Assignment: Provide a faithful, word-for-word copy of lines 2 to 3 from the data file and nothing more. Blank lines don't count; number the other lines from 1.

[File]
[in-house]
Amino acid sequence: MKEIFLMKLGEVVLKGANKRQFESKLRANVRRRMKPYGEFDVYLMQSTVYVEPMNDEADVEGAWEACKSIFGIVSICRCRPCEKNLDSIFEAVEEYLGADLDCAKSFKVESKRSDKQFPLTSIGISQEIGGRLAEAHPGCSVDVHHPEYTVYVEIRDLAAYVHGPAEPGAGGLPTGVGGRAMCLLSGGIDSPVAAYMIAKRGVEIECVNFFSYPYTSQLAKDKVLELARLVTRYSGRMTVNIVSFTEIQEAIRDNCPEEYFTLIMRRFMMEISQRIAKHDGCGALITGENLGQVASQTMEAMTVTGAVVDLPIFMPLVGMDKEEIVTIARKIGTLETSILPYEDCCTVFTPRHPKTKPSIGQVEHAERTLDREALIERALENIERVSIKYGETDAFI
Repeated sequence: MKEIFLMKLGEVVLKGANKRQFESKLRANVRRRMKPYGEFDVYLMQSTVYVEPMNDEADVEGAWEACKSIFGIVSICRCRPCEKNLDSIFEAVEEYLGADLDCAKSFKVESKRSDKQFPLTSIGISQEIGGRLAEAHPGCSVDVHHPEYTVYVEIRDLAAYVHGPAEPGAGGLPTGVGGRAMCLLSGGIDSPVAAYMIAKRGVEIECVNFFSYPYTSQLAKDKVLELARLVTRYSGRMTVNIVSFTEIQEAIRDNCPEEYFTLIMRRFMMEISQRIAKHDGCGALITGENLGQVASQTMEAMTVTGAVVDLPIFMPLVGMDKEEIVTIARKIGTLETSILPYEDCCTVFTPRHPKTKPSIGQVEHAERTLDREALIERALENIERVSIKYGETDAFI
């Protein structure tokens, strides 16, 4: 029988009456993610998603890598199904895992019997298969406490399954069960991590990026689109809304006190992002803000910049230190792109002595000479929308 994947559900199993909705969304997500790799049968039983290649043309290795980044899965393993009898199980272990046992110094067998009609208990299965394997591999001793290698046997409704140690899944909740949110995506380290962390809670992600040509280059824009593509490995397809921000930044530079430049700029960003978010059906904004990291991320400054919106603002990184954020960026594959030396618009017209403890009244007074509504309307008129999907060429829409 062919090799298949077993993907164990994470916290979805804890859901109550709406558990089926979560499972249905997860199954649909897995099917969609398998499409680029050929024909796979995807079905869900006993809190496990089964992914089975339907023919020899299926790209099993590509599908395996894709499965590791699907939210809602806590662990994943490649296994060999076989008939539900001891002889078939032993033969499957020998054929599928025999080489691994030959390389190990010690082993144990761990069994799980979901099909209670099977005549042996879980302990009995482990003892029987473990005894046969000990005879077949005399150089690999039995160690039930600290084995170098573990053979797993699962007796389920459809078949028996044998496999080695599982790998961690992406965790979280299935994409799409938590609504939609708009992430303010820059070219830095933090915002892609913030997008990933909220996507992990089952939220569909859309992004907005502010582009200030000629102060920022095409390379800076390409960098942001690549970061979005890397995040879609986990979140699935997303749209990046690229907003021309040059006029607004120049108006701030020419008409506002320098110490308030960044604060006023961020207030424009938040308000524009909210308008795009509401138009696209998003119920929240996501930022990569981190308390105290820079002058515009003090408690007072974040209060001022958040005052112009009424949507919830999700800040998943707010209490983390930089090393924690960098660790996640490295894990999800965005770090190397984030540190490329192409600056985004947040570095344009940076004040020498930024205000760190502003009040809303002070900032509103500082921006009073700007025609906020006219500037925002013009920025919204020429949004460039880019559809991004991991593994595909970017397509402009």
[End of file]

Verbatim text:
Amino acid sequence: MKEIFLMKLGEVVLKGANKRQFESKLRANVRRRMKPYGEFDVYLMQSTVYVEPMNDEADVEGAWEACKSIFGIVSICRCRPCEKNLDSIFEAVEEYLGADLDCAKSFKVESKRSDKQFPLTSIGISQEIGGRLAEAHPGCSVDVHHPEYTVYVEIRDLAAYVHGPAEPGAGGLPTGVGGRAMCLLSGGIDSPVAAYMIAKRGVEIECVNFFSYPYTSQLAKDKVLELARLVTRYSGRMTVNIVSFTEIQEAIRDNCPEEYFTLIMRRFMMEISQRIAKHDGCGALITGENLGQVASQTMEAMTVTGAVVDLPIFMPLVGMDKEEIVTIARKIGTLETSILPYEDCCTVFTPRHPKTKPSIGQVEHAERTLDREALIERALENIERVSIKYGETDAFI
Repeated sequence: MKEIFLMKLGEVVLKGANKRQFESKLRANVRRRMKPYGEFDVYLMQSTVYVEPMNDEADVEGAWEACKSIFGIVSICRCRPCEKNLDSIFEAVEEYLGADLDCAKSFKVESKRSDKQFPLTSIGISQEIGGRLAEAHPGCSVDVHHPEYTVYVEIRDLAAYVHGPAEPGAGGLPTGVGGRAMCLLSGGIDSPVAAYMIAKRGVEIECVNFFSYPYTSQLAKDKVLELARLVTRYSGRMTVNIVSFTEIQEAIRDNCPEEYFTLIMRRFMMEISQRIAKHDGCGALITGENLGQVASQTMEAMTVTGAVVDLPIFMPLVGMDKEEIVTIARKIGTLETSILPYEDCCTVFTPRHPKTKPSIGQVEHAERTLDREALIERALENIERVSIKYGETDAFI